Picture your last seafood meal, and you're probably seeing a crustacean. Crustaceans are mostly water-dwelling invertebrates (no spine), characterized by a jointed body and limbs, and a hard outer shell called an exoskeleton. Although some species live on land, the most common and identifiable crustaceans are ocean-dwellers, such as lobsters, crabs, and even shrimp and barnacles. The crustaceans (Crustacea) are a large group of arthropods (55,000 species), usually treated as a subphylum. They include various familiar animals, such as lobsters, crabs, shrimp and barnacles. The majority are aquatic, living in either fresh water or marine environments, but a few groups have adapted to terrestrial life, such as terrestrial crabs, terrestrial hermit crabs and woodlice. The majority are motile, although a few taxa are parasitic and live attached to their hosts (including sea lice, fish lice, whale lice, tongue worms, and Cymothoa exigua), and adult barnacles live a sessile life, attached head-first to the substrate. The scientific study of crustaceans is known as carcinology. Other names for carcinology are malacostracology, crustaceology and crustalogy, and a scientist who works in carcinology is a carcinologist, crustaceologist or crustalogist. Crustaceans have three distinct body parts: head, thorax, and abdomen (or pleon), although the head and thorax may fuse to form a cephalothorax. The head bears two pairs of antennae, one pair of compound eyes and three pairs of mouthparts. The thorax and pleon bear a number of lateral appendages, including the gills, and the tail ends with a telson. Smaller crustaceans respire through their body surface by diffusion, and larger crustaceans respire with gills or, with abdominal lungs In common with other arthropods, crustaceans have a stiff exoskeleton which must be shed to allow the animal to grow (ecdysis). Various parts of the exoskeleton may be fused together; this is particularly noticeable in the carapace, the thick dorsal shield seen on many crustaceans. Crustacean appendages are typically biramous; this includes the second pair of antennae, but not the first, which is uniramous. There is some doubt whether this is an advanced state, as had been traditionally assumed, or whether it may be a primitive state, with the branching of the limbs being lost in all extant arthoropod groups except the crustaceans. One piece of evidence supporting the latter view is the biramous nature of trilobite limbs. Although a few are hermaphroditic, most crustaceans have separate sexes, which are distinguished by appendages on the abdomen called swimmerets or, more technically, pleopods. The first (and sometimes the second) pair of pleopods are specialised in the male for sperm transfer. Many terrestrial crustaceans (such as the Christmas Island red crab) mate seasonally and return to the sea to release the eggs. Others, such as woodlice lay their eggs on land, albeit in damp conditions. In many decapods, the eggs are retained by the females until they hatch into free-swimming larvae. Those crustaceans that have hard exoskeletons reinforced with calcium carbonate, such as crabs and lobsters tend to preserve well as fossils, but many crustaceans have only thin exoskeletons. Most of the fossils known are from coral reef or shallow sea-floor environments, but many crustaceans live in open seas, on deep sea-floors or in burrows. Crustaceans tend, therefore, to be rarer in the fossil record than trilobites. Some crustaceans are reasonably common in Cretaceous and Caenozoic rocks, but barnacles have a particularly poor fossil record, with very few specimens from before the Mesozoic era.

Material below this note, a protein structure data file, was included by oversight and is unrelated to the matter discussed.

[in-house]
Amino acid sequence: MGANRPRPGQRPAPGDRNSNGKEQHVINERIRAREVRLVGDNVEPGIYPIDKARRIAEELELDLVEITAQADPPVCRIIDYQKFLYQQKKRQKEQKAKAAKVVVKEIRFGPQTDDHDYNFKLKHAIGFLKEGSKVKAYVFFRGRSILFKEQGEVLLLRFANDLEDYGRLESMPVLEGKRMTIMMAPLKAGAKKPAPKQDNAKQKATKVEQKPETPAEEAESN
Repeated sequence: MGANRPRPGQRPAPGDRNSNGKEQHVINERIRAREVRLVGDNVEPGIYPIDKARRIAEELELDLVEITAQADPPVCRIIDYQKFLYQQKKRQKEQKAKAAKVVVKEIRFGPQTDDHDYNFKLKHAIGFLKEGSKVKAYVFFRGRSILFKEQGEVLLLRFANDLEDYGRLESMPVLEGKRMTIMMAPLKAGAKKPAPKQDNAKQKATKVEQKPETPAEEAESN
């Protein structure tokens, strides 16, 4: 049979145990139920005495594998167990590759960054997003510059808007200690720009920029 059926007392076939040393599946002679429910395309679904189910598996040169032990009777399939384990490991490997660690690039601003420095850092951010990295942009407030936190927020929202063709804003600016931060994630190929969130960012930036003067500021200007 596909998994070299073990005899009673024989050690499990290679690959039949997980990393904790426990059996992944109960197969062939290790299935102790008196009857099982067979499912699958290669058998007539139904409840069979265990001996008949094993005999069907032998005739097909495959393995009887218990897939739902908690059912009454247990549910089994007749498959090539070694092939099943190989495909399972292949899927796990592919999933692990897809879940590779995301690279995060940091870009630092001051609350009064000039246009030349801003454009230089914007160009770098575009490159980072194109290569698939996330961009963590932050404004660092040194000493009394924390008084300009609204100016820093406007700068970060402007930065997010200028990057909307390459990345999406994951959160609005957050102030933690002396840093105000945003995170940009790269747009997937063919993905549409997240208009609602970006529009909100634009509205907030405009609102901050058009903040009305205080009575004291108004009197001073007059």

Crustaceans
Crustaceans








Designed and Powered by HBJamaica.com™